My name is Katie Buckingham and at the age of ten, I developed a series of anxiety disorders. These caused problems for me for many years and because of the stigma attached to mental health problems, I was afraid to disclose what I was experiencing for fear of what people would think of me. It was because of this stigma that I was unable to get the support I needed early.

Once I finally recovered at 17, I made it my mission to raise awareness of stress and anxiety and to reduce the stigma surrounding mental health problems so that others won’t have to go through what I went through. I began delivering mental health awareness workshops in schools and colleges and developed educational resources for teachers. I attended the Peter Jones Enterprise Academy and this is where set up Altruist Enterprises, an award-winning company which provides training to help organisations prevent and identify the early signs of stress in the workplace and help support staff more effectively.

Over the years, I have learnt many techniques in order to help manage my stress and anxiety levels. I would like to share them with you.

1) Talk About Problems

After all, a problem shared is a problem halved, right? We can get so caught up with our own worried thoughts that we start to become irrational. I often find that worries that seem rational in my head sound silly when I say them out loud. Talking helps you to share your thoughts and clarify what you are going through. Gaining an outside perspective can help you think about things differently – they may offer a solution that you hadn’t even thought of.

2) Exercise

Exercise releases endorphins and helps relieve feelings of stress with regular physical activity being associated with lower rates of depression and anxiety. Exercise is actually just as effective for mild depression as anti-depressants are.

For me, football has really helped maintain positive well-being, it helps clear my mind and let go of negative feelings. There is also a social aspect to this too – I’ve often found that going out and socialising really helps decrease stress levels.

3) Help Others

Starting a mental health project in order to help others really supported me through my recovery from anxiety. I found that helping others gave me a purpose, increased my self-confidence and generally made me feel good about myself.

There’s science behind it too. Being kind can actually reduce stress and make us healthier. The emotional warmth associated with kindness can produce the hormones oxytocin and dopamine, which reduce blood pressure and make us feel euphoric.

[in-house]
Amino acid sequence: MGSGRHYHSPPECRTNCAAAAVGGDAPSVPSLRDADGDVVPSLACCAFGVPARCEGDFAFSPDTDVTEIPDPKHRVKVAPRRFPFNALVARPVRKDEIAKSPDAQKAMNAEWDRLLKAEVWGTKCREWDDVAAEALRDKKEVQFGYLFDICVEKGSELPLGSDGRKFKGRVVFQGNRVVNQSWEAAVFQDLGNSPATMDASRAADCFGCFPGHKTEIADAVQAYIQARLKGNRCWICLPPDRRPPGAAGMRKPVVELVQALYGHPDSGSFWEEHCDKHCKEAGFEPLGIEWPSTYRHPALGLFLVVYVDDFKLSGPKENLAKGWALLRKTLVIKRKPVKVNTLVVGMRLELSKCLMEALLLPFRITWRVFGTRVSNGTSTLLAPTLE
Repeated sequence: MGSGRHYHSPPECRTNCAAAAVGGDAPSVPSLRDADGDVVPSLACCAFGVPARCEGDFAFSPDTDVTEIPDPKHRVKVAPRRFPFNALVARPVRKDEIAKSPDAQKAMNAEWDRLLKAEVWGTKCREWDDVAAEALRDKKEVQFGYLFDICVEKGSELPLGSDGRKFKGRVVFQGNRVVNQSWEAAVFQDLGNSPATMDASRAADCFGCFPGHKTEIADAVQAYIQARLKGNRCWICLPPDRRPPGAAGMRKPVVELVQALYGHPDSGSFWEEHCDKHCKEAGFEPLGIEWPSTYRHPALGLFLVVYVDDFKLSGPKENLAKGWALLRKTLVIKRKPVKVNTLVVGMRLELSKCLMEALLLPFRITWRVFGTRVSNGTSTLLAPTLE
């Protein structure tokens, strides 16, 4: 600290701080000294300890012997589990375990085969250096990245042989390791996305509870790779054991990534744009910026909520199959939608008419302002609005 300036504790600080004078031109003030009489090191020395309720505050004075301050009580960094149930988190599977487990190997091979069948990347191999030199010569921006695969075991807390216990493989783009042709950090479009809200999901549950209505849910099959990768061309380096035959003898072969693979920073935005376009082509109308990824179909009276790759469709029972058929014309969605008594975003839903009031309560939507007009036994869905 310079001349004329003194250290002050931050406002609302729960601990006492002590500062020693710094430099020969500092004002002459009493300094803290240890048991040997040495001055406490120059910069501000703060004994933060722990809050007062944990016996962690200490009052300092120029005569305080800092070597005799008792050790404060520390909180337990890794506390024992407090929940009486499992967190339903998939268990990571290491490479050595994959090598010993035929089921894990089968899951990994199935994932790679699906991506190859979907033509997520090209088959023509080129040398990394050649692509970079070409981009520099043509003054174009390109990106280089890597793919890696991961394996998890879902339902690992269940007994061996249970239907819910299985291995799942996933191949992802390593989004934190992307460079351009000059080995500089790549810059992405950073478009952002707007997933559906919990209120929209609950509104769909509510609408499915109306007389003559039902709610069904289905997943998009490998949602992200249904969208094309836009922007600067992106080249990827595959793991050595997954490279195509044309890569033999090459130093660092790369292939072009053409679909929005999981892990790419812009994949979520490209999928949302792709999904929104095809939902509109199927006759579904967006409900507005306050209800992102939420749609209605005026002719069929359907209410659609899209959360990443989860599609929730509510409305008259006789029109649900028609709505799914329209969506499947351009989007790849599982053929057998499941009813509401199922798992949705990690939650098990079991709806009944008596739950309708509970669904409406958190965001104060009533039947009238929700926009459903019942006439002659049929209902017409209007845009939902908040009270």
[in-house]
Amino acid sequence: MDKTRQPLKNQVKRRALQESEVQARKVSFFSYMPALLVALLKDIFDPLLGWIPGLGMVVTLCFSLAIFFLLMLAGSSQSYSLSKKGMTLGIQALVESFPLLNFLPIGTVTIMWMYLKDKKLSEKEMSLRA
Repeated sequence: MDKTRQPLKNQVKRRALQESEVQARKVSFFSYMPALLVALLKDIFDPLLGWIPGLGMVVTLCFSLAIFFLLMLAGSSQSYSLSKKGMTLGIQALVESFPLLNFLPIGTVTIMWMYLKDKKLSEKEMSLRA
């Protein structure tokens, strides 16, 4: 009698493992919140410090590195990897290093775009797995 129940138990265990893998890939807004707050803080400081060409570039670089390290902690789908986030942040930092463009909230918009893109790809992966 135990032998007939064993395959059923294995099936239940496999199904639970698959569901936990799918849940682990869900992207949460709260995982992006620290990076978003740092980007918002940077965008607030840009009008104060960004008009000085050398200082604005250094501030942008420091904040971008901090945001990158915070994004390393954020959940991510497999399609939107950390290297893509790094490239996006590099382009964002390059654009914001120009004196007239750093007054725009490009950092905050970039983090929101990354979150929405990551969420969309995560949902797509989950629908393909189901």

4) Put Things Into Perspective

You may think that the current situation that you are in is the end of the world; however, in the grand scheme of things, is it that bad? I often think, I am one of 7 billion people on this earth, there are 365 days in the year. Is what I am worrying about on this one particular day in the whole of my life really that worth worrying about?

There’s a great song called Sunscreen which says: ‘know that worrying is as effective as trying to solve an algebra equation by chewing bubble gum’. I think about this line every time I am worrying too much about something. Yes, not worrying is easier said than done, but examine the evidence and try to put things into perspective.

5) Be Mindful/Thankful

I practice Mindfulness meditation which is proven to reduce feelings of stress and anxiety, but it’s not all of what I mean when I say be mindful. It’s about being aware of the current moment, accepting it and being grateful of it. We often plough through our lives on auto pilot without really stopping to think about the things we have.

I am currently part of a growth accelerator based in the centre of Birmingham. I get free office space, free wifi, free teas and coffees, free printing and free meeting space. It’s in a great location and has a great view of the cathedral and park in front of it, particularly in the autumn. I realise that I am not going to be on this programme forever, but I accept that and am grateful for the opportunity now. Just stopping to take notice of things and savouring the moment can really help support positive well-being.